Fumihiko Maki

  Great Buildings  Search  Advanced  Buildings  Architects  Types  Places  3D Models  Pix  Archiplanet  ArchitectureWeek    
Works Center for the Arts, Yerba Buena Center, at San Franciso, California  Photo at ArchitectureWeek AW FREE TRIAL IMAGE
Nippon Cultural Center, Makuhari Messe, at Chiba, Japan, 1990
Fujisawa Municipal Gym, Fujisawa, Japan, 1984
YKK Guest House, at Kurobe, Japan, 1983
Spiral, at Tokyo, Japan, 1985
Hillside Terrace Apartments, at Tokyo, Japan, 1969, 1973, 1976, 1992
Kyoto National Museum of Modern Art, Kyoto City, Japan, 1986
Tokyo Metropolitan Gymnasium, Tokyo, Japan, 1990

Subscribers - login to skip ads
Fumihiko Maki

(b. Tokyo, Japan 1928)

Fumihiko Maki was born in Tokyo in 1928. He studied at the University of Tokyo, at the Cranbrook Academy of Art in Bloomfield Hills, and at the Harvard Graduate School of Design. After he worked for Skidmore, Owings, and Merrill in New York and for Sert Jackson and Associates in Cambridge he spent several years teaching and working independently. In 1965 he established Maki and Associates in Tokyo.

Maki returned to Japan in 1960 and helped establish the Metabolism Group. With an obsessive interest in new technology and rational design, Maki uses modular systems in planning and standardized building components in construction. His favorite materials are metal, glass, and poured concrete. Despite his keen interest in theory and technology, Maki is a populist, and his buildings display a warmth and sense of excitement that is rarely found in contemporary architecture.

Maki's designs exhibit carefully manipulated shapes and textures that humanize their total effect. Maki displays a constant concern with contextual response. Maki applies his belief in standardized parts and adaptability in a very pragmatic way. His design attention is not the glorification of his theories, but the successful employment of them to create effective architecture that meets human needs.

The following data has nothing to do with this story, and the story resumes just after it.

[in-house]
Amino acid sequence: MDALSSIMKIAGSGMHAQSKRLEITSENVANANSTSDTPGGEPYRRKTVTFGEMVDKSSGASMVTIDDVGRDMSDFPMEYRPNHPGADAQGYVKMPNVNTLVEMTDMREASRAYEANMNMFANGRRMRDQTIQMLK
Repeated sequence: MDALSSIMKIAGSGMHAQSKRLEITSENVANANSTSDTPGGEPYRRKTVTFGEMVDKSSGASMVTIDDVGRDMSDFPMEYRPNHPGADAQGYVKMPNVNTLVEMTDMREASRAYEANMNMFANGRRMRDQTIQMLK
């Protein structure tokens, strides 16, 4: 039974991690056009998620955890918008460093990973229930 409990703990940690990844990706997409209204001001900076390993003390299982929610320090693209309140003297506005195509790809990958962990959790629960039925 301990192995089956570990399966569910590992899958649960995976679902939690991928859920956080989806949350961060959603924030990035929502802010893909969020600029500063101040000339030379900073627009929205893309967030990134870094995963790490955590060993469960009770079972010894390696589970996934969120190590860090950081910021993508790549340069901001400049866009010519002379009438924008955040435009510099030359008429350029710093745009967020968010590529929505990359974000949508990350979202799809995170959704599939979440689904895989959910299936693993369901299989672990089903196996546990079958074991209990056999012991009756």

Maki has been studying traditional Japanese architecture which he has begun incorporating into his design work. Maki's design work is remarkably mature, not merely in choice of concept, but in terms of compositional sophistication as well.

Muriel Emmanuel. Contemporary Architects. New York: St. Martin's Press, 1980. ISBN 0-312-16635-4. NA 680-C625. p504-506.


Recipient of the Pritzker Architecture Prize, 1993.

Maki and Associates
Hillside West Building C
13-4 Hachiyama-cho
Tokyo 150-0035
vox ++81 3 3780 3880
fax ++81 3 3780 3881

Resources Sources on Fumihiko Maki

Fumihiko Maki, Alex Krieger, Botond Bognar. Fumihiko Maki : Buildings and Projects. Princeton Architectural Press, September 1997. ISBN 1568981090. — Available at   Find books about Fumihiko Maki

Search the RIBA architecture library catalog for more references on Fumihiko Maki

Web Resources Links on Fumihiko Maki

Fumihiko Maki Pritzker PrizeSeveral pages of good background information, at the Pritzker Prize site.

Fumihiko Maki at ArchiplanetFind, add, and edit info at the all-buildings collaboration

Google    Search the web for Fumihiko Maki

We appreciate your  suggestions  for links about Fumihiko Maki.

  Great Buildings  Search | Model Viewing Tips | Free 3D | DesignWorkshop | Support | Discussion | Books | Archiplanet | ArchitectureWeek  
Subscribe free to design and building newsletters by ArchitectureWeek!

Quick Search by name of Building, Architect, or Place:   
Examples:  "Parthenon",  "Corbu",  "Helsinki"       Advanced Search
Send this to a friend   Contribute   Subscribe   Link   Credits   Media Kit   Photo Licensing   Suggestions  

Special thanks to our sustaining subscribers including, and Saniflo Upflush.

© 1994-2013 Artifice, Inc. All Rights Reserved.